Figures show that there is a massive divide between adoption rates and conversion rates on mobile devices. That means that while there’s no doubt we’re all glued to our smartphones, we’re just lurking around the mobile web rather than becoming customers.
In fact, data from IBM shows that one-quarter of the visits to ecommerce sites occur on mobile devices, but only around 15% of purchases are made on the go.
Here’s where the plot thickens: 85% of online shoppers start searching on one device, most often a mobile phone, and make a purchase on another, according to Google.
Last month’s Conversion Conference in San Francisco had the #CRO (conversion rate optimization) experts buzzing about how companies were embracing mobile device strategies.
Conference attendees said a quarter of their site traffic was comprised of mobile devices and the conversion rate for smartphones tended to be just under 50%of the non-mobile traffic.
Let’s take a use case for a medium-sized ecommerce site.
Consider this extract of one of their Google Analytics reports from March:
The industry groups tablets and smartphones as mobile devices. But if we dive into these devices separately, the numbers change significantly.
Many conference attendees mentioned that conversion rates on iPads were actually superior to the desktop/notebook.
We can observe this when we dig deeper into this same mobile device report:
While the conversion rate for the iPad is higher than on desktop/notebook, the smartphone numbers remain significantly low. How can we increase conversion from users on smartphones?
Hacking the conversion of smartphone-wielding shoppers
#1 Seamless accounts
One of the most technically challenging elements of having consumers jumping from one device to another is the difficulty to track and personalize their experience.
They add items to their cart while shopping on their phone during their evening commute, then arrive home to their desktop and begin the process all over again.
Today, many of the leading companies are encouraging shoppers to create user accounts and log in on each device. Their account changes are then automatically reflected across all of their mobile and Web experience. Additionally, account information, such as credit card details, are automatically stored, making it easier to purchase from a mobile device.
This has already caught on among the top etailers, but it will soon become an ecommerce standard for consumers.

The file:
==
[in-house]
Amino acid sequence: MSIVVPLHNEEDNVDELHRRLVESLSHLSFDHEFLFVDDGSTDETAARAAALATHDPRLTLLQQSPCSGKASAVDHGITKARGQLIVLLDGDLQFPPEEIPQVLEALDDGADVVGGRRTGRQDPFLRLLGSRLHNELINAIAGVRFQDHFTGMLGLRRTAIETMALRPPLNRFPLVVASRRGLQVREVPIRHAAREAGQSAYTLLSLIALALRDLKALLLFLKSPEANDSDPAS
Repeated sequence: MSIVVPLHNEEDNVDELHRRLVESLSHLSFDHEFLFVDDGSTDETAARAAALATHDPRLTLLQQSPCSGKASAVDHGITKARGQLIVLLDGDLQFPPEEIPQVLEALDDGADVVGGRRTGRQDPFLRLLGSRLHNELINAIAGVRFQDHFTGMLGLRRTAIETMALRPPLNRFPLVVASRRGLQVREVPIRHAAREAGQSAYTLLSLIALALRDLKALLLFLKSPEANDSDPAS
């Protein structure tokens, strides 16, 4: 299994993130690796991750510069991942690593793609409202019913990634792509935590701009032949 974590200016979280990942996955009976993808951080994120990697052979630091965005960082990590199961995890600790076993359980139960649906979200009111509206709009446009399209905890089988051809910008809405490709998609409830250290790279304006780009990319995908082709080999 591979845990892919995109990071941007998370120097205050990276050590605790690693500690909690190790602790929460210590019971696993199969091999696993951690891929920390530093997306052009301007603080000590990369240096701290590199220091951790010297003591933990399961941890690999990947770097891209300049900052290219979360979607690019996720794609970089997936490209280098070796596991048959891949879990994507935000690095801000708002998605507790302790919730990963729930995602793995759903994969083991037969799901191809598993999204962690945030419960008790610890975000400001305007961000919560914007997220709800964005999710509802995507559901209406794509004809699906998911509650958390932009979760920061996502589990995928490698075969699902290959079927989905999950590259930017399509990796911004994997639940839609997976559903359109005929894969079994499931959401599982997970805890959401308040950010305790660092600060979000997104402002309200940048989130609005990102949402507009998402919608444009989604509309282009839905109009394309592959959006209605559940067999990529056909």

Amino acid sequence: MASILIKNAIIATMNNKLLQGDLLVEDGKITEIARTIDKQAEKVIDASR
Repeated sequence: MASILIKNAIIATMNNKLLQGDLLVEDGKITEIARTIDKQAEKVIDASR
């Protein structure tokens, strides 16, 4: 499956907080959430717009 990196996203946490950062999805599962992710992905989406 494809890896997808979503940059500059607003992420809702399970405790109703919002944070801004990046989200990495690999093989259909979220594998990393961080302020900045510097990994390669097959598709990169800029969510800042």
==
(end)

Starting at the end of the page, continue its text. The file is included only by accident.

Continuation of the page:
#2 Personalizing to convert more often
Once consumers have seamless accounts with e-tailers, it becomes much simpler to personalize their shopping experience and convert more often. If an item remains in the shopping cart for an extended period of time, a unique offer can be displayed the next time they access the website from a mobile device.
The same process can be applied to other marketing communications, such as sending an email when an item they have saved is about to sell out, or better yet, has gone on sale.
The preference history also provides a rich opportunity to customize the unique offerings and product recommendations on the website for that visitor – the holy grail of personalization.
# 3 Moving down the funnel
Sometimes, we have to embrace the fact that many users on mobile devices will not commit to making a purchase because of ingrained unfamiliarity with mobile shopping. Thus, we should apply these tactics not to make the immediate sale – but to send them down the funnel.
One solution worth testing is offering to send a reminder email so they can revisit the product when they are back on their desktop/notebook.
We do this by actually showing users an intervention recognizing that they are using a mobile device and suggesting that they email themselves that specific URL so they can conclude their browsing session at their computer.
The mobile holy grail
While universal mobile logins and 1-click shopping are not yet the default, eventually we will be “logged in” constantly, with our credit card and shipping information stored in virtual wallets, making it very easy to purchase from just about any site on a mobile device.
Maybe this will be a native feature on the iOS or Android operating systems. But until then, we have to be creative and deliver the best experience for the device – but most importantly – for the context of that user.